EU Regulations 2019/947 and 2019/945 set the framework for the safe operation of drones in European skies (EU and EASA Member States). They adopt a risk-based approach, and as such, do not distinguish between leisure or commercial activities. They take into account the weight and specifications of the drone and the operation it is intended to undertake.
EU Regulation 2019/947, which will be fully applicable from December 30, 2020, caters for most types of operation and their levels of risk. It defines three categories of operations: the ‘open’, ‘specific’ and ‘certified’ categories.
The ‘open’ category addresses operations in the lower risk bracket, where safety is ensured provided the drone operator complies with the relevant requirements for its intended operation. This category is subdivided into three further subcategories called A1, A2 and A3. Operational risks in the ‘open’ category are considered low, and therefore no authorisation is required before starting a flight.
The ‘specific’ category covers riskier operations, where safety is ensured by the drone operator obtaining an operational authorisation from the national competent authority before starting the operation. To obtain the authorisation, the drone operator is required to conduct a safety risk assessment, which will determine the requirements necessary for safe operation of the drone(s).
In the ‘certified’ category, the safety risk is so high that certification of the drone operator and the aircraft is required to ensure safety, as well as the licensing of the remote pilot(s).
The management of traffic for drones will be ensured through the U-space.
U-space is another arm of the drones’ regulatory framework. It creates and harmonises the necessary conditions for manned and unmanned aircraft to operate safely in the U-space airspace, so as to prevent collisions between aircraft and to mitigate the air and ground risks. The U-space regulatory framework, supported by clear and simple rules, should permit safe aircraft operations in all areas and for all types of unmanned operations. This is the airspace architecture and services that will ensure the safe flight of drones once in flight. The U-Space regulatory framework is currently under discussion, with publication planned for 2021.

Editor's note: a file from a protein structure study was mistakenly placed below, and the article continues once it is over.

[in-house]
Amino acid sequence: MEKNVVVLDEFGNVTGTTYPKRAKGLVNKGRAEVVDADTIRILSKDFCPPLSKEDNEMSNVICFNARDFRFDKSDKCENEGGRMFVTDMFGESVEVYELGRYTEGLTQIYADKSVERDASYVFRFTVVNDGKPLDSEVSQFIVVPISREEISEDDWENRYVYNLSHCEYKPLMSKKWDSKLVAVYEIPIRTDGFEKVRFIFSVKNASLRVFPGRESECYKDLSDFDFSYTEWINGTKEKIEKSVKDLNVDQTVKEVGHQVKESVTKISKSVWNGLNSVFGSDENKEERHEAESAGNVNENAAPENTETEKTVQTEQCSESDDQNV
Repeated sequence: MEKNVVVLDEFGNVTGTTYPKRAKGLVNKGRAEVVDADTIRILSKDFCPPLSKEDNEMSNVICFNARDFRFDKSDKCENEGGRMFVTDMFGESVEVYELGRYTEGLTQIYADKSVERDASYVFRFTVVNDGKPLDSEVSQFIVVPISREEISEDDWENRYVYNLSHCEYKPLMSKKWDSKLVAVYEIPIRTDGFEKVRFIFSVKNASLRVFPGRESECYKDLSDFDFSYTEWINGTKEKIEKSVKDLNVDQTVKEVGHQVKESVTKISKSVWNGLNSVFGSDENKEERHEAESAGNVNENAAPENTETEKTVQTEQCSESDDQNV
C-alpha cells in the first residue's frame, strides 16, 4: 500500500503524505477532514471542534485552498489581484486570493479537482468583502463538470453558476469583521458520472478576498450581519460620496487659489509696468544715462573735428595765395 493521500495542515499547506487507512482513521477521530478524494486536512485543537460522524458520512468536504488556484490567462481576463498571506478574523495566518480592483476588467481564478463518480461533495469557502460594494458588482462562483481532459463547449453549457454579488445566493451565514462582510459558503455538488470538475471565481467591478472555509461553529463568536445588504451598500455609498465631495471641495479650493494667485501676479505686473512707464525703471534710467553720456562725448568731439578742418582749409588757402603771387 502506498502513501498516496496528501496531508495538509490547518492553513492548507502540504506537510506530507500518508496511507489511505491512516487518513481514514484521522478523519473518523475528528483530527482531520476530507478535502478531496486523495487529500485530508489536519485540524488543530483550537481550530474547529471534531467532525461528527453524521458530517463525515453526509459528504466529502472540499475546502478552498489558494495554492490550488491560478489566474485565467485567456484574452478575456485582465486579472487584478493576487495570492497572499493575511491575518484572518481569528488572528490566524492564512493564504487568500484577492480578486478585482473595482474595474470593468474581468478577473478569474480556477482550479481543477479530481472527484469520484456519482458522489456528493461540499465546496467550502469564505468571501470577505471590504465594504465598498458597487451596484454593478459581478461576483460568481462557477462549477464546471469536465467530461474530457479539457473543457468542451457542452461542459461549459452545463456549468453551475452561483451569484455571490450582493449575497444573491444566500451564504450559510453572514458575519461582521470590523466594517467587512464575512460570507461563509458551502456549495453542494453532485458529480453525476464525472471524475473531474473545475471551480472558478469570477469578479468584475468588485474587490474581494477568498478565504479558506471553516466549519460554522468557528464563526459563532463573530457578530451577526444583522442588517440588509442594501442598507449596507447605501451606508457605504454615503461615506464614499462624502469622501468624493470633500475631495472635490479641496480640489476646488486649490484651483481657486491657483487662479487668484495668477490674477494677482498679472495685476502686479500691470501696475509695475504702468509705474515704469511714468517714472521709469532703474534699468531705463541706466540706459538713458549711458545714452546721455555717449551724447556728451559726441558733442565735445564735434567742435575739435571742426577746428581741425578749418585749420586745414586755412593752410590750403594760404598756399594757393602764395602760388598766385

How to be compliant as of December 31, 2020
Once the regulation becomes applicable on December 31, 2020, your first step as drone operator/ remote pilot will be to register in the country in which you live, or have your main place of business. Please see the list of drone website references by country ‘Drones – National Aviation Authorities‘ for more details.
Do I need to register my drone?
What happens once I register?
Will my registration as operator be recognise throughout Europe?
Your second step is to ensure that you, as drone operator or remote pilot are aware of the rules and risk connected with the operation. The drone operator is the person who is registered and is responsible for the operation. The remote pilot is the person that actually controls the drone. A drone operator may also be a remote pilot or he/she may employ one or more remote pilots. The remote pilot must have the appropriate training for the operation to be conducted. Please see the FAQ for details.
Training requirement “open” category
Training requirement “specific” category
You will also need to ensure that you have acquired the required the right insurance for your drone. We recommend you to check the requirement for insurance with your NAA. Please refer to the FAQ for details.
Last, but not least, check with your NAA where you are authorised to fly and where you need to have a flight authorisation before entering the zone (geographical zone). Report back to your NAA any incident or accident you witness or are part of, when it caused an injury to a person or when it involved an aircraft with a pilot on board.